The Untold Stories Behind the Most Famous Photos in Broadway History | Playbill

Special Features The Untold Stories Behind the Most Famous Photos in Broadway History
Steve and Anita Shevett, the house photographers for the Tony Awards since 1980, reveal the stories behind the iconic shots that captured unforgettable Broadway moments.
Anita and Steve Shevett
Anita and Steve Shevett Bruce Glikas/FilmMagic

Although Anita Shevett had dreams of performing, it was photography that proved to be her calling. “I started at the High School of Performing Arts, where they told me I had a natural eye for photography,” says Anita, who went on to study at the University of California, Berkeley, and took pictures for their drama department.

She kept photographing and was introduced to her now-husband Steve Shevett and his father, who worked at a camera store and lent Anita photo equipment. When Steve accompanied Anita on a photoshoot as her assistant, the two hit it off, and the rest is history. They’ve been working together ever since and started photographing for the Tony Awards in 1980.

The two share photo credit. “See, when it comes to who took the shot,” Steve says, “the answer is ‘Anita and Steve.’ There’s no separation. No one takes credit for anything separately. Sometimes, one of us will be taking the shot in black and white, and one of us will be taking the shot in color at the same time. You never know whose is whose because there are certain shots that we blew out each other’s exposures because we both took the same shot at exactly the same time!”

And now they share exclusive shots from their longtime career with Playbill. The two, who’ve launched (in which theatre fans can purchase the iconic shots for themselves) with the help of their son Jeremy, take us behind the scenes of each picture.

Otto Preminger
Otto Preminger Steve and Anita Shevett

The shot that started it all: “Otto was sitting there, staring at me and staring at me and staring, and I finally go, ‘Oh, come on, Otto. Give a girl from the Bronx a break for her first photo of a famous person. Let me see the real Otto.’ And he puts his hand on his chin, and he goes, ‘There you go.’ I snapped the photo, and after that, I showed it to him, and his wife said, ‘Oh my god. That’s my Otto.’ Otto looks at it, and getting a compliment from him was like getting your foot back from an alligator… He says, ‘Well, I guess it would do if I had to be on the cover of TIME.’ And then he says, ‘Just remember, don’t let anybody scare you. Make everybody in front of your lens a famous person like you did to me,’ and I live by those words. I never got scared with stars again. … He was the greatest director, you know?” – Anita Shevett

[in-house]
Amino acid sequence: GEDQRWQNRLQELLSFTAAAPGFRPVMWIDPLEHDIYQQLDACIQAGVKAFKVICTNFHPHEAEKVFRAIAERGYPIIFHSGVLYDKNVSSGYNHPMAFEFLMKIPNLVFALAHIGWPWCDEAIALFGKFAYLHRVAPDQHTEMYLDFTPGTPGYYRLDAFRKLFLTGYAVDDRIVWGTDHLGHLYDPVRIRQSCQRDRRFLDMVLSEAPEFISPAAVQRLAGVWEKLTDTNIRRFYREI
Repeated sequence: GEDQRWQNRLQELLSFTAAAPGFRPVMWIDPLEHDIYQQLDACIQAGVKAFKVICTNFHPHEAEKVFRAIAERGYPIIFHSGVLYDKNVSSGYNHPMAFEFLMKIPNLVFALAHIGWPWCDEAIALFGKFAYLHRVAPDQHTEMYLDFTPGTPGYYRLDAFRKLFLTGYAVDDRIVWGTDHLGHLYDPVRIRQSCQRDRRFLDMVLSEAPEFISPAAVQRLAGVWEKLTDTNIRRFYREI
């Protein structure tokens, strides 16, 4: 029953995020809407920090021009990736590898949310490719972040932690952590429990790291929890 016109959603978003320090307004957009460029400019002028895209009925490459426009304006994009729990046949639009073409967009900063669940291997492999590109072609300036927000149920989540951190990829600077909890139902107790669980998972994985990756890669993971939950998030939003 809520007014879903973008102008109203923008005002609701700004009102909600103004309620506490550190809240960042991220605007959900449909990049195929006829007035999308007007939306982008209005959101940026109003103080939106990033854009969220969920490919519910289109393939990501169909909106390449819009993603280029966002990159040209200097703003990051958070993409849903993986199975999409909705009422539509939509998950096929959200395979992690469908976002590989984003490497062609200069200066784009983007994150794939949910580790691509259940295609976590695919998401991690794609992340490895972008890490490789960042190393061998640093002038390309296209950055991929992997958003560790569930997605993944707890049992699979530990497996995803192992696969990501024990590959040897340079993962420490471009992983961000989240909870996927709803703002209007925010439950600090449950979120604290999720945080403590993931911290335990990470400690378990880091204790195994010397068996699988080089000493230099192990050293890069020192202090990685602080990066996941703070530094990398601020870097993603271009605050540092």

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John Houseman and Robin WIlliams – 1982 Steve and Anita Shevett

“[This picture is] from an Acting Company event, I would say early 1980s, around 1982. We’re actually still doing the Annual Acting Company Gala in New York City. [John] Houseman…would say to Anita, ‘You have 12 shots. Use them wisely,’ but he would stick to his 12 shots. He would count, and when you hit 12, you were done unless there was something specifically he wanted, but he was just like that. It was 12 shots—you’re done.” – Steve Shevett

“This was when he was giving his host speech, and I think John was saying how he told Robin Williams to find a career because Robin was asked to leave Juilliard, and then they became very good friends, and I think he was having a moment with him right there, John and Robin.” – Anita Shevett

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Bernadette Peters, Nathan Lane and Liza Minnelli – 1996 Steve and Anita Shevett

“Ah, Peters, Lane, Minnelli. That’s from a Tony Awards… I think that was possibly in the opening number.” – Steve Shevett

Roundabout Theatre Company's production of Assassins
Roundabout Theatre Company's production of Assassins Joan Marcus